Some helpful Do’s and Don’ts
- Photocopy all your travel documents & passport, and keep them separate from the originals.
- Barter when buying (except on goods with fixed price tags)
- Be careful with your belongings at all times. Crime is on the increase and can ruin your holiday. Instances of handbag snatching have been reported so leave your important documents (passports etc) in your room safe.
- Wear your bag across your shoulders and have the opening on the side away from the road.
- Try to avoid stepping on offerings in the street (go around them)
- Change money at a reputable looking establishment. See money matters for more details.
- Buy Immodium to relieve bouts of Bali Belly. It’s better to pack some and not need them, than to be caught unprepared. Buscopan can also be helpful to help with tummy pains.
- Respect the slow pace of processions.
- Don’t drink the local water. Drink only bottled water.
- Worry too much about the ice…in established bars & restaurants it’s government-quality controlled and is made with filtered water.
- Forget to take your passport.
- Do drugs. It can carry the death penalty and there are more than enough foreigners staying in Kerobokan Prison.
- Touch people’s heads - it’s very offensive to Hindus.
- Swim outside the designated swimming areas on the beach. Currents can be very strong. Swim between the red and yellow flags.
- Enter a temple during menstruation.
- Forget to look and listen while you cross the road. Cars may stop, motorbikes may not.
Bali Time Zone is GMT + 8 hours (same time as Perth)
The Rupiah (abbreviated, Rp)
Banknotes come in a range of denominations 1,000 5,000 10,000 20,000o 50,000 100,000
Foreign Money can be exchanged at most banks in Bali. Banking hours are usually 9am to 3.00pm from Monday to Friday
Exchange rates are published daily in newspapers and are usually posted prominently wherever money can be changed. There are also certain iphone, ipad & ipod apps that you can use to check.
Most authorised money changers operate 7 days a week, and remain open daily until about 10 pm.
Ask about fees and charges. Many money changers add a service fee after calculating the rate. This is sometimes negotiable.
Always calculate (even if only in round figures) the amount you expect when you make a conversion transaction. Change sums you can convert easily, like $100. Write down the amount you expect. Check the notes you receive, to ensure Rp. 10,000 notes aren’t substituted for Rp. 100,000 notes.
There have been reports from travellers who claim to have been robbed by money changers who use a variety of tricks to short change customers during exchange transactions. The tricks include…
- Using rigged calculators to trick customers (use the calculator application on your phone or buy a small calculator)Inserting folded notes within the wad of Rupiah that is given to the customer (count out the cash carefully before leaving the exchange office).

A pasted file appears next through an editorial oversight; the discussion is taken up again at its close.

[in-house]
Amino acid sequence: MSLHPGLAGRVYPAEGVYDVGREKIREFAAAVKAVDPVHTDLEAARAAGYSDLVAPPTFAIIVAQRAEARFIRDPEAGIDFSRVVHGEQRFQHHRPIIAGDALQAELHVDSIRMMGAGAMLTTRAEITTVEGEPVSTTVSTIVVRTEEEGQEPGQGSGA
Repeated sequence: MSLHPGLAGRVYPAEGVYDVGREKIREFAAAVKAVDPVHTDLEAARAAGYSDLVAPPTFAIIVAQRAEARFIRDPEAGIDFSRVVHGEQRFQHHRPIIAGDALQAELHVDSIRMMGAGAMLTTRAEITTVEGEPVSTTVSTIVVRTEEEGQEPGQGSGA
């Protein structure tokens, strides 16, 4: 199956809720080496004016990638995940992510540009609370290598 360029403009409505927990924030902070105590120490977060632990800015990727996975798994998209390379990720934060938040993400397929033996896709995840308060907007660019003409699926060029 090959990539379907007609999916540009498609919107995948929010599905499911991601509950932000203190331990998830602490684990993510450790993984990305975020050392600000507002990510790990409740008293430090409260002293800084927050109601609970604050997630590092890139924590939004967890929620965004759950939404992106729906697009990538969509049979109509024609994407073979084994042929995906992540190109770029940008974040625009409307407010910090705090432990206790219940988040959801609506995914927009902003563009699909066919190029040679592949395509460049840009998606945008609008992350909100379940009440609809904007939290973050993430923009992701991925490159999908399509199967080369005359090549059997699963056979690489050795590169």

- Substituting Rp. 1,000 notes for Rp, 10,000 notes (again, you must know how much the cash transaction is worth and you must count it carefully).
- Recounting the money for you at the end of the transaction to ‘check’ it for you – by sleight of hand they manage to ’drop’ some money to their side of the counter – it’s done so deftly you won’t notice.
- For travel to remote areas, it is advisable to change money in advance, as rates are often not as good outside the main tourist areas.
Try not to flash your wads of money around too much. Rp.1,000,000 may only be a small amount to you, but may represent a month’s wages to a labourer.
There are many ATM’s in Bali, generally located in shopping centres and in areas nearby the large hotels and tourist precincts. Be careful, though, as almost all bank and credit facilities charge high fees for withdrawals and cash advances from overseas ATM’s. Ask your bank about their overseas withdrawal charges before choosing ATM’s as your travelling money source.
Most major credit cards are acceptable at large restaurants, department stores, travel agencies and many businesses that cater to the tourist trade, including galleries, arts and craft sellers.
Passports are generally required and forms filled in whenever Travellers Cheques are cashed.
Bargaining is customary at markets and small shops but is not accepted in supermarkets, department stores and boutiques. Look for signs that indicate ‘fixed price’ before attempting to bargain.
People will often ask you “Where are you staying?” If you answer honestly that you are staying in a villa in the Seminyak area, you will pay more for everything you buy. When asked, always tell shop owners and stall holders that you are staying in a budget hotel in Kuta.
Driving in Bali
If you wish to hire a car you must be over 18 years of age and hold an International Drivers License or license from ASEAN (Association of South East Nations) countries.
If you do not have an international driver’s licence a Tourist Driving Licence in Bali can be obtained at Denpasar-Bali. The office is in the Police Station at Denpasar.
- One copy of passport (photo and identification pages and entry visa page).
- One copy of valid home country driving license.
The cost for a tourist drivers licence for a scooter is 500,000 rp and is valid for 1 month. Obtain and complete the application form, pay the fee and have your photograph taken on the spot.